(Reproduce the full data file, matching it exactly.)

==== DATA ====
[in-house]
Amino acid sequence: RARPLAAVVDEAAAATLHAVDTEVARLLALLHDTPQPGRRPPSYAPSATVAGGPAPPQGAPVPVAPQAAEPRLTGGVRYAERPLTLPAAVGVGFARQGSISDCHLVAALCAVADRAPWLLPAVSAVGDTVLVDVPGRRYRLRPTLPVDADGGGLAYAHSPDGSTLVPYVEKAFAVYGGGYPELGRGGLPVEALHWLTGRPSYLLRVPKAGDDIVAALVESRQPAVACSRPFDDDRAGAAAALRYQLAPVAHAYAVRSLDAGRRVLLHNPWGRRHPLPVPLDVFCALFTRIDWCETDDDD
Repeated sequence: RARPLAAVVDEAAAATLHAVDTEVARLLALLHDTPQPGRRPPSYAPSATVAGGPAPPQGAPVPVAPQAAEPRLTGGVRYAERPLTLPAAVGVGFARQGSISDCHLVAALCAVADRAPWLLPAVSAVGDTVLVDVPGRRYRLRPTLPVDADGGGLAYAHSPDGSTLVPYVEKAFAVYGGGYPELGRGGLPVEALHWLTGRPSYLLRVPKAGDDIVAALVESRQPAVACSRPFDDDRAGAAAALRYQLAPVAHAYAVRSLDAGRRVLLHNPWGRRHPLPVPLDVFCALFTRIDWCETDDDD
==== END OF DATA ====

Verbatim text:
[in-house]
Amino acid sequence: RARPLAAVVDEAAAATLHAVDTEVARLLALLHDTPQPGRRPPSYAPSATVAGGPAPPQGAPVPVAPQAAEPRLTGGVRYAERPLTLPAAVGVGFARQGSISDCHLVAALCAVADRAPWLLPAVSAVGDTVLVDVPGRRYRLRPTLPVDADGGGLAYAHSPDGSTLVPYVEKAFAVYGGGYPELGRGGLPVEALHWLTGRPSYLLRVPKAGDDIVAALVESRQPAVACSRPFDDDRAGAAAALRYQLAPVAHAYAVRSLDAGRRVLLHNPWGRRHPLPVPLDVFCALFTRIDWCETDDDD
Repeated sequence: RARPLAAVVDEAAAATLHAVDTEVARLLALLHDTPQPGRRPPSYAPSATVAGGPAPPQGAPVPVAPQAAEPRLTGGVRYAERPLTLPAAVGVGFARQGSISDCHLVAALCAVADRAPWLLPAVSAVGDTVLVDVPGRRYRLRPTLPVDADGGGLAYAHSPDGSTLVPYVEKAFAVYGGGYPELGRGGLPVEALHWLTGRPSYLLRVPKAGDDIVAALVESRQPAVACSRPFDDDRAGAAAALRYQLAPVAHAYAVRSLDAGRRVLLHNPWGRRHPLPVPLDVFCALFTRIDWCETDDDD